Must-Do List of Important Amendments

The Indian constitution is the most amended national constitution in the world. There are three types of amendments to the Constitution of India of which the second and third types of amendments are governed by Article 368. The first type of amendment includes that can be passed by a “simple majority” in each house of the Parliament of India. The second type of amendment includes those that can be affected by the parliament by a prescribed “special majority” in each house; and The third type of amendment includes those that require, in addition to such a “special majority” in each house of the parliament, ratification by at least one-half of the State Legislatures.

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list of important amendments for exams

1st Amendment(1951): Added Ninth Schedule. This amendment provided several new grounds for restrictions to the right to freedom of speech and expression and the right to practise any profession or to carry on any trade or business as contained in Article 19 of the constitution.

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7th Amendment Act (1956)

Re-organisation of States (14 States, 6 UTs).

9th Amendment Act (1961)

Gave effect to the transfer of certain territories to Pakistan in pursuance of the agreement between the Government of India and Pakistan.

31st Amendment Act (1973)

The total strength of Lok sabha was increased from 525 to 545 (on the basis of Census 1971)

38th Amendment Act (1975)

It sought to make a declaration of Emergency non-judiciable and placed beyond the jurisdiction of courts, the Ordinances and Proclamation of Emergency issued by the President and Governors.

39th Amendment Act (1975)

Placed beyond judicial scrutiny, the election of President, PM and Chairman to either House of Parliament.

42nd Amendment Act (1976)

The working of the Preamble was changed from “Sovereign Democratic Republic” to read as: Sovereign Socialist, Secular Democratic Republic” and changed the description “unity of the nation” to “unity and integrity of the nation”. It laid down 10 Fundamental Duties for all citizens.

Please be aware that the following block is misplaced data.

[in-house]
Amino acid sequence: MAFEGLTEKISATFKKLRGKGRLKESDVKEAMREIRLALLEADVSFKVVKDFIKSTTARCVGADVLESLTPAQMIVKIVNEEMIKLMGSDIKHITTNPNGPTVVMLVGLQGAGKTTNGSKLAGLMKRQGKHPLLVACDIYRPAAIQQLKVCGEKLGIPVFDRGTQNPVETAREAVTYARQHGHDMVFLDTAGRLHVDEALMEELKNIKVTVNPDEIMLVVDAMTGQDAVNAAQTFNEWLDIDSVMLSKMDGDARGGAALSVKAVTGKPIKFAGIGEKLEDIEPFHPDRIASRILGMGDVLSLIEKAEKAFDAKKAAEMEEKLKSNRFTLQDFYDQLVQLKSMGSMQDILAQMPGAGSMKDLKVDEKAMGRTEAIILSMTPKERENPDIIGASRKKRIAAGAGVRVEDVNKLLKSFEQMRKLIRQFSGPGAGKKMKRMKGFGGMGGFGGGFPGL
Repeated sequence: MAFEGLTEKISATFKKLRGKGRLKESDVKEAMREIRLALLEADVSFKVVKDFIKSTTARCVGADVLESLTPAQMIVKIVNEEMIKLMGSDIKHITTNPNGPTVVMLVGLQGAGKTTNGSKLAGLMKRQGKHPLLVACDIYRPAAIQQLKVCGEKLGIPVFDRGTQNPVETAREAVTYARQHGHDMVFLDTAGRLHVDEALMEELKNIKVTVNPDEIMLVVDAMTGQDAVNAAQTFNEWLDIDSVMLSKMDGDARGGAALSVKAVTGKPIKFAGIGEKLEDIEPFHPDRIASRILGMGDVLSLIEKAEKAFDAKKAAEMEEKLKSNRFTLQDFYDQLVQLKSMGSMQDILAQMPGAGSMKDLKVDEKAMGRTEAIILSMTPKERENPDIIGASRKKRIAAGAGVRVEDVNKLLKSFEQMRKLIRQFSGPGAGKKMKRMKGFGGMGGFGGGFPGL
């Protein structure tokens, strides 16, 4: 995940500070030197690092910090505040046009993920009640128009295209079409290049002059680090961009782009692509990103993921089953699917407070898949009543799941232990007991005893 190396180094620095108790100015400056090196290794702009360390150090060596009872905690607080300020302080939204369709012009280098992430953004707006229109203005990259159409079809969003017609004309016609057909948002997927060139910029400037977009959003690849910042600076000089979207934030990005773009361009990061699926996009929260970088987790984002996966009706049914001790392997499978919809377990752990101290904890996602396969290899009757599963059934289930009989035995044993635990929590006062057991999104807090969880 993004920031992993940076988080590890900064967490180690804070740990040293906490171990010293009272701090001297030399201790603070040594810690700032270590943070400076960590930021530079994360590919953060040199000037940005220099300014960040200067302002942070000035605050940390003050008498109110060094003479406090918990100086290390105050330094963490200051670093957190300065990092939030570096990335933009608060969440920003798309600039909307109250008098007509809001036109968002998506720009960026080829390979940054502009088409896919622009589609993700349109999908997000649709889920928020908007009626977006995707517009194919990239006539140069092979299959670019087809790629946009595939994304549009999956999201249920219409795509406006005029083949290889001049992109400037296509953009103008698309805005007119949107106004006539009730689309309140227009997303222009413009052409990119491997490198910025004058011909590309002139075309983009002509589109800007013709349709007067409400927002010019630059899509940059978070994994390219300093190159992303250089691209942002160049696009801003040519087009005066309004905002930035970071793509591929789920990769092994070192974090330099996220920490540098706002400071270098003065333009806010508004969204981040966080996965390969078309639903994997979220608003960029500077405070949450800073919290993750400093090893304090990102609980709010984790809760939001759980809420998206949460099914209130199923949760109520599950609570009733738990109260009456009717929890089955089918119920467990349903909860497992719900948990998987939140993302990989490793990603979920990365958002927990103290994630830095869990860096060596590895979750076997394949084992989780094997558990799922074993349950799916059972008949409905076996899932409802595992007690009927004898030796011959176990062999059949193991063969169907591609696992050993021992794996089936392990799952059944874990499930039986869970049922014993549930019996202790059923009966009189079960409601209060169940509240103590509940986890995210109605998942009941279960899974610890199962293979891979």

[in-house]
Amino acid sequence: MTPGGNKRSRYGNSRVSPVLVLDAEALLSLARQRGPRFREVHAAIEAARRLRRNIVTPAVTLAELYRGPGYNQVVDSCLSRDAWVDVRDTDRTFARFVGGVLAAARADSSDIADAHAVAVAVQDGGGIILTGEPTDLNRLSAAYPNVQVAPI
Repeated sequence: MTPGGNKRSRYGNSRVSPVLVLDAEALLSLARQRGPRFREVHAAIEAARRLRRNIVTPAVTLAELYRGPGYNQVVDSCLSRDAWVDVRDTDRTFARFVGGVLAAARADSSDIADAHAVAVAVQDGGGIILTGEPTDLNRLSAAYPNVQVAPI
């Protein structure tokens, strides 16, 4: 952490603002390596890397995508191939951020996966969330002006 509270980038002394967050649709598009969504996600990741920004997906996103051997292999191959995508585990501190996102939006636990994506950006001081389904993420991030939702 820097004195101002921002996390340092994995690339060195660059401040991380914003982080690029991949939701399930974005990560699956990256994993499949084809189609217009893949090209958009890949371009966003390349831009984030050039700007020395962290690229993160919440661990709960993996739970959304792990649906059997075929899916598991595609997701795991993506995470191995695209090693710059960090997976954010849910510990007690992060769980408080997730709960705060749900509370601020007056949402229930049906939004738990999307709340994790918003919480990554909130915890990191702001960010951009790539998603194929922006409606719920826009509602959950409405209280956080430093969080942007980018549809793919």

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44th Amendment Act (1978)

The restoration of life of Lok Sabha and State Assemblies to 5 years.

52nd Amendment Act (1985)

Added 10th Schedule which contains provisions as to disqualification on ground of defection.

61st Amendment Act (1989)

Reduced the voting age from 21 to 18 years.

73rd Amendment Act (1992)

Panchayati Raj Bill passed. Constitution of panchayats at village and other levels. Direct elections to all seats in Panchayats and reservation of seats for the SCs and STs and fixing of tenure of 5 years for Panchayats.

74th Amendment Act (1993)

Nagarpalika bill passed. A new Part IX-A relating to the Municipalities was incorporated in the Constitution of 3 types of Municipalities, i.e., Nagar panchayats for areas in transition from a rural area to the urban area, Municipal Corporation for larger urban areas. Reservation of seats for SC, ST, and women.

85th Amendment Act (2001)

Amended Article 16(4A) to provide for consequential seniority in promotion by virtue of the rule of reservation for the government servants belonging to the SCs and STs.